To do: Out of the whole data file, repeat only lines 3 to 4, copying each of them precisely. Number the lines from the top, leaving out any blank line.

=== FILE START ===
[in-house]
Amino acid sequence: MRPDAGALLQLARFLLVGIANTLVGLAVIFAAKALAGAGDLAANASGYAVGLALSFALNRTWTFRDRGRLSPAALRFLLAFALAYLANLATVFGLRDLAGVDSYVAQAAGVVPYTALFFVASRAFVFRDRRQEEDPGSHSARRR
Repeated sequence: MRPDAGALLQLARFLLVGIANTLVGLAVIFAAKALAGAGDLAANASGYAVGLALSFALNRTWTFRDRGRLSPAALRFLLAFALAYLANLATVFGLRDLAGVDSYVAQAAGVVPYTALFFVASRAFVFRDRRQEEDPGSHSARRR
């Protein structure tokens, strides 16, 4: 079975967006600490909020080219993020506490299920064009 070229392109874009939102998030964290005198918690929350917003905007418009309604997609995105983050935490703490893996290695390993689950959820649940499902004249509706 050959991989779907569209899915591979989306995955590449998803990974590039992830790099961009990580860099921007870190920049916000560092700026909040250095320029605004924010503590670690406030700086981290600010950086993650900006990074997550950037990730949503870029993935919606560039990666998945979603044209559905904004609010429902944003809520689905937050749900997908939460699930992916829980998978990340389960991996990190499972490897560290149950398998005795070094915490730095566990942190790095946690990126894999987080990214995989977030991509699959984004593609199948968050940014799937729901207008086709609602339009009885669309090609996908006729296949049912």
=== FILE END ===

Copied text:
Repeated sequence: MRPDAGALLQLARFLLVGIANTLVGLAVIFAAKALAGAGDLAANASGYAVGLALSFALNRTWTFRDRGRLSPAALRFLLAFALAYLANLATVFGLRDLAGVDSYVAQAAGVVPYTALFFVASRAFVFRDRRQEEDPGSHSARRR
């Protein structure tokens, strides 16, 4: 079975967006600490909020080219993020506490299920064009 070229392109874009939102998030964290005198918690929350917003905007418009309604997609995105983050935490703490893996290695390993689950959820649940499902004249509706 050959991989779907569209899915591979989306995955590449998803990974590039992830790099961009990580860099921007870190920049916000560092700026909040250095320029605004924010503590670690406030700086981290600010950086993650900006990074997550950037990730949503870029993935919606560039990666998945979603044209559905904004609010429902944003809520689905937050749900997908939460699930992916829980998978990340389960991996990190499972490897560290149950398998005795070094915490730095566990942190790095946690990126894999987080990214995989977030991509699959984004593609199948968050940014799937729901207008086709609602339009009885669309090609996908006729296949049912």